In my opinion, this is a Hall of Fame Pizza Dough. That’s pretty much it. Peter Reinhart, a master baker, is the pizza king with a long trail of accolades and this recipe comes from his most recent book Perfect Pan Pizza. It’s a white dough that lends itself to pan pies: Roman, Sicilian, Detroit, Grandma and Focaccia, and I use it for a knockout round pie baked on a steel. As much as I love a thin cracker type pizza crust, this is not that. It’s light and fluffy, crispy on the edges and the bottom but like a cloud in the middle. I’ve used this dough in many of his applications – the focaccia is heaven and Detroit Style is a favorite.
This is a ‘wet dough’ which has a higher hydration level – around 85% – so it needs a different technique with handling. I made a quick video to help you if you haven’t handled a wet dough before. I find them easier than the traditional heavy flour & knead type doughs.
[videopress rC5Nia8u w=”600″]
Check out Peter Reinhart. Buy his books, visit his site. Do what he tells you to do and he’ll help you up your pizza game with not only this dough but all his recipes and techniques.
This dough needs a 12-hour rest overnight which is no big deal around here, and feel free to leave it in the frig for up to 3 days if you want to. It makes different pan style pies – whatever you’re in the mood for, and also the round free form. There are specific pan sizes and dough weights in his book for easy reference.
This recipe makes around 900 – 1000g of dough, enough for 3 10″ pizzas or 3 9 x 13 pan pies. In his book, Peter lists 10 different pan sizes and dough weights for easy reference, along with all the pan and prep instructions to make authentic pies.
The recipe is for the dough only. You’ll want to prep and pan according to whatever style you’re planning to make.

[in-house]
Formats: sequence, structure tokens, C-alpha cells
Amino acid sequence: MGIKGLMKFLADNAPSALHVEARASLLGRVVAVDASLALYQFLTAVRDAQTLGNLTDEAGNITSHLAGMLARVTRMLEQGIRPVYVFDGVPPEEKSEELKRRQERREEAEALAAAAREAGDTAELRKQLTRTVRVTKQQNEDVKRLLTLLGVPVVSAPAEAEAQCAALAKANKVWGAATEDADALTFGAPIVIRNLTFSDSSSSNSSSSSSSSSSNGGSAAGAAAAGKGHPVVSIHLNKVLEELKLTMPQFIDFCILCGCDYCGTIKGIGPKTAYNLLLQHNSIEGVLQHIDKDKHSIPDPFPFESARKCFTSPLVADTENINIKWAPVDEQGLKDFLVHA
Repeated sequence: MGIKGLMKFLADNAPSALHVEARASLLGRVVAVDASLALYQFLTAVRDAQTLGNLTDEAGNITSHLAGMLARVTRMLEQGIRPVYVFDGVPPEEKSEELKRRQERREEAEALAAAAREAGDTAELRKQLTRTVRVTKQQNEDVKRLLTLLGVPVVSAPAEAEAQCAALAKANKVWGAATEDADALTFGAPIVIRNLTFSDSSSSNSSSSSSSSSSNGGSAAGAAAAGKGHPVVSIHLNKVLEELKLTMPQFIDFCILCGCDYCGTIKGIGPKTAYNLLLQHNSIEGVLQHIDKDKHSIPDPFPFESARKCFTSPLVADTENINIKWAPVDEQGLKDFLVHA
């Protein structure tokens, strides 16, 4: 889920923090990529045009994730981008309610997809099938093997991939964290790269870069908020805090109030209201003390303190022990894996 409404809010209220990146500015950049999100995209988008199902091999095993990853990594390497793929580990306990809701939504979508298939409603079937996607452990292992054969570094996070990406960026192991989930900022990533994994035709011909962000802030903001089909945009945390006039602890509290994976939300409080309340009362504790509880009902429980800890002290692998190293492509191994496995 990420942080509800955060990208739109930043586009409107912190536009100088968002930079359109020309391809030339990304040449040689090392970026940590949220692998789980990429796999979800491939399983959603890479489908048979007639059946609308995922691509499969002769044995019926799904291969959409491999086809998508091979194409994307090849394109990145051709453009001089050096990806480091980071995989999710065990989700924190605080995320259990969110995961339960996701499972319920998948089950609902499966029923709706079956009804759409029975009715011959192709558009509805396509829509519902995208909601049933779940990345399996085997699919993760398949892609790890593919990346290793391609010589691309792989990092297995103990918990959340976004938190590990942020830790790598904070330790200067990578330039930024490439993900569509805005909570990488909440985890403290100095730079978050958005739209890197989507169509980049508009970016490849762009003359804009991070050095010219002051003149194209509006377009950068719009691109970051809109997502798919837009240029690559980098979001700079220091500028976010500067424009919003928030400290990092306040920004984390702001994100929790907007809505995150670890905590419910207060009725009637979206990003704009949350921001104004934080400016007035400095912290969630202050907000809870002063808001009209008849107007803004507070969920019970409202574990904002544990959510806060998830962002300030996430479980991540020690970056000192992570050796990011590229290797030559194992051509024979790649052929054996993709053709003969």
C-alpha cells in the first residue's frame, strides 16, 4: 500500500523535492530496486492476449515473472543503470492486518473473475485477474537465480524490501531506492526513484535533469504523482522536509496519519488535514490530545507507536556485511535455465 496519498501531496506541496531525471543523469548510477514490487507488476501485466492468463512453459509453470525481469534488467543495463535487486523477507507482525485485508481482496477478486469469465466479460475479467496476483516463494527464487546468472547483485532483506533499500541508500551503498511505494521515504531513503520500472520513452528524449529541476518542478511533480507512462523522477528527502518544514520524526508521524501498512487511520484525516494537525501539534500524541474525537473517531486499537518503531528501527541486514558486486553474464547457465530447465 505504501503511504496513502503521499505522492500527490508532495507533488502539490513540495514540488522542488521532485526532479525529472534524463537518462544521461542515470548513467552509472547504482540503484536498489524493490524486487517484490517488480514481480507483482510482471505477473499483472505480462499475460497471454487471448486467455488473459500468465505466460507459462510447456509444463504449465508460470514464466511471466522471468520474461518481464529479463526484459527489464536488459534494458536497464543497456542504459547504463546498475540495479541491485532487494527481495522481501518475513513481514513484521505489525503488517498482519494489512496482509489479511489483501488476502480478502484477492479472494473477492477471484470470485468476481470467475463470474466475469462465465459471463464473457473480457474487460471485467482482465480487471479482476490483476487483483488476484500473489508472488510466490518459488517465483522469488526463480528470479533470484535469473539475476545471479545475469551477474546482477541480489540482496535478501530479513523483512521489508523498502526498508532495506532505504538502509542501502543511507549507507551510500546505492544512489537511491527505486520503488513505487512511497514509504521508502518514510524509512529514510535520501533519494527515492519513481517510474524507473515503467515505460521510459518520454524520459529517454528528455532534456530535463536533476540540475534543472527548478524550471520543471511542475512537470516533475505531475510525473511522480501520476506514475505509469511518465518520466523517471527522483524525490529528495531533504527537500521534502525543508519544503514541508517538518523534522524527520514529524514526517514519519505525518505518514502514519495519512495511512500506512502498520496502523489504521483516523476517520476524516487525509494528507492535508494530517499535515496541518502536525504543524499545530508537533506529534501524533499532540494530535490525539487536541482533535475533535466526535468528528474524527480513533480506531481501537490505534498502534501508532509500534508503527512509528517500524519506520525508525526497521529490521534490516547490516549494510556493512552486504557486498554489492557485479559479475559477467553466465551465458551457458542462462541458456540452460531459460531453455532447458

Master Recipe White Flour Pizza Dough
- 4½ cups flour recommended bread flour, or can use all purpose
- 1¾ tsp kosher salt
- 1¼ tsp instant yeast
- 2 cups cool water
- 3 Tbsp olive oil divided
- In the bowl of a stand mixer fitted with a dough hook attachment, combine first 3 ingredients. Add water; mix on slow speed 30 seconds or until a coarse, shaggy dough forms. Add 2 Tbsp oil. Increase speed to medium; mix 30–60 seconds to make a wet, coarse, sticky dough (it may seem too wet at this stage). Let rest 5 minutes to fully hydrate.
- Increase mixer speed to medium-high; mix 30–60 seconds or until smooth and sticky (dough should be soft, supple and sticky to the touch, and offer little resistance when pressed with a wet finger).
- On a clean work surface, use 1 tsp oil to create a 15-inch diameter slick. Rub some oil on a plastic bowl scraper and your hands; use scraper to transfer dough to work surface. Flatten dough. Lift one end, folding it toward the center; left opposite end to flip it over the folded end. Fold in the 2 wide ends in the same manner to make the dough a loose ball. Flip dough so it is smooth side up. Cover with an inverted bowl and let rest 5 minutes. Repeat process three more times. By fourth time, dough will become much smoother and gluten will be fully developed. Transfer dough to a lightly oiled bowl, cover with plastic wrap and refrigerate 12–72 hours